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Fire safety delinked from trade nod in Calcutta

Loss of revenue prompts civic body to ease rule introduced to prevent blaze

By Subhajoy Roy in Calcutta

  • Published 25.07.19, 2:24 AM
  • Updated 25.07.19, 2:24 AM
The devastating fire that blazed for 100 hours at Nandaram Market in January 2008
The devastating fire that blazed for 100 hours at Nandaram Market in January 2008 (Telegraph file picture)

The Calcutta Municipal Corporation will no longer insist on a no-objection certificate (NOC) from the fire department before issuing a trade licence, amending a rule that had made the fire department’s clearance mandatory to obtain the licence.

The change, announced by mayor Firhad Hakim on Wednesday, means businesses that were under pressure to install fire-safety tools on their premises can now run without any such measure till the fire department notices the violations and closes them down.

Sources in the corporation said the fire department’s go-slow approach in issuing the clearance was robbing them of crores of rupees in revenue every year.

A civic official said that since the NOC from the fire department and the certificate of enlistment, colloquially called trade licence, were linked, many businesses were running without either.

“In the absence of proper vigilance, the establishments are running but the civic body is not earning any revenue from them because they don’t have a trade licence,” the official said.

He, however, expressed concern that with the trade licence having been delinked from the fire department’s NOC, many business establishments would not bother to implement the safety measures.

Nandaram Market after a fire gutted two rooms on the ninth floor in July 2019
Nandaram Market after a fire gutted two rooms on the ninth floor in July 2019 (Telegraph picture)

A senior officer of the fire department said the trade licence had been linked to the NOC from their department after the Nandaram Market fire in 2008. The 100-hour blaze exposed the disturbing fact that many business establishments lacked the fire department’s no-objection certificate.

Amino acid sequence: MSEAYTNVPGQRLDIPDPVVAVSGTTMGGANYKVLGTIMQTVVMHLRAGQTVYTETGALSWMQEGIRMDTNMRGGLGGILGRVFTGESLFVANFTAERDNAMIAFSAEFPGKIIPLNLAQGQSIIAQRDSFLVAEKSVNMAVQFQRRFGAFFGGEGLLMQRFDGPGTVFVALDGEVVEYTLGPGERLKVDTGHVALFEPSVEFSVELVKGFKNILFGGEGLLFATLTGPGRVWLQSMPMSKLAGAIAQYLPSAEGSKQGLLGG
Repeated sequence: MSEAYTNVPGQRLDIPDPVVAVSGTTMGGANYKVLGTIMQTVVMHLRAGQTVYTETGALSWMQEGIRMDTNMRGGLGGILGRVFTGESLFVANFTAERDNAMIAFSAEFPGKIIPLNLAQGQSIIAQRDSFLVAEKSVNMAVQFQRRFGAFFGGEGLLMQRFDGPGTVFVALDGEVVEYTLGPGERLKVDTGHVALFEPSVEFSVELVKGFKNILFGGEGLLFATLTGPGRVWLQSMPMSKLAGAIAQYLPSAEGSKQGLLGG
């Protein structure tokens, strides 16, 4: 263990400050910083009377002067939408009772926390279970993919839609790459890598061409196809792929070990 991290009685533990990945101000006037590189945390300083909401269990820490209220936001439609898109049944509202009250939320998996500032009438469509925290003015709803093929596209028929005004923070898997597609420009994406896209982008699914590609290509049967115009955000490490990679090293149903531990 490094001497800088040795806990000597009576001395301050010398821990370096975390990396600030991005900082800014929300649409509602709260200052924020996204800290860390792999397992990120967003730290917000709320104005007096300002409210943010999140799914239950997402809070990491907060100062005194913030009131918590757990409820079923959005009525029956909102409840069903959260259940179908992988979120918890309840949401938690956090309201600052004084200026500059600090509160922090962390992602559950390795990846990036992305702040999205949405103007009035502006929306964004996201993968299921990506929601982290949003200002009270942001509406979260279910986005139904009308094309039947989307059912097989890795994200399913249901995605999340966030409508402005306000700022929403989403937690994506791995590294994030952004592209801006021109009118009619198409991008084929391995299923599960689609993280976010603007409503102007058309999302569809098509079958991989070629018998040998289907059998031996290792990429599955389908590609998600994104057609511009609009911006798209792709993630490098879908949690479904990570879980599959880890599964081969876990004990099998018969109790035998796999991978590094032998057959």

The turnaround came 11 days after yet another fire broke out at the Burrabazar trading hub.

“We have decided to delink the fire NOC from the trade licence. We will issue a trade licence even without any NOC from the fire department,” mayor Hakim said at the corporation headquarters.

“The fire department has the power to stop any business if it doesn’t have the required fire-safety measures. The fire department’s action does not depend on whether the business has a trade licence or not, Hakim said.

Officials said the change, effected through an amendment to the Calcutta Municipal Corporation Act, will come into effect from this fiscal.

An officer in the fire department said the change in rule had put the entire onus to ensure safety on them. “We will have to do all the checking. Our officers will do the necessary work,” he said.

A retired senior fire brigade officer said he was disappointed with the amendment. “Revenue is becoming all important. Who will take responsibility if there is a fire?” he asked.

The officer said the earlier decision to link the trade licence with the fire department’s NOC had been yielding results.

“I know many establishments had installed fire-safety gadgets fearing that lack of such measures would cost them their trade licence. This amendment will remove that fear,” the officer said.

Till the 2018-19 fiscal, trade licences were issued only if the owners could produce the fire department NOC. “We found that many businesses were running and making money though they did not have a trade licence. We didn’t issue the trade licence because the owners failed to produce the fire department’s consent letter but that did not stop them from running their businesses,” a CMC official said.

The official said the owners were in no hurry to implement the safety measures and obtain the trade licence.

“The CMC Act does not give us the authority to close down any business. So, despite knowing that businesses were running without a trade licence, we could do little,” the official said.

He, however, admitted that the CMC could have lodged complaints against the errant businesses with police or the fire department, which the civic authorities rarely did.

“We felt there was no point losing crores in revenue. The fire department has the power to shut down a business whenever it feels so if there are not adequate fire-safety measures,” the official said.

Not all businesses needed an NOC from the fire department to get a trade licence. The ones that needed included banquets, restaurants, guest houses and factories.

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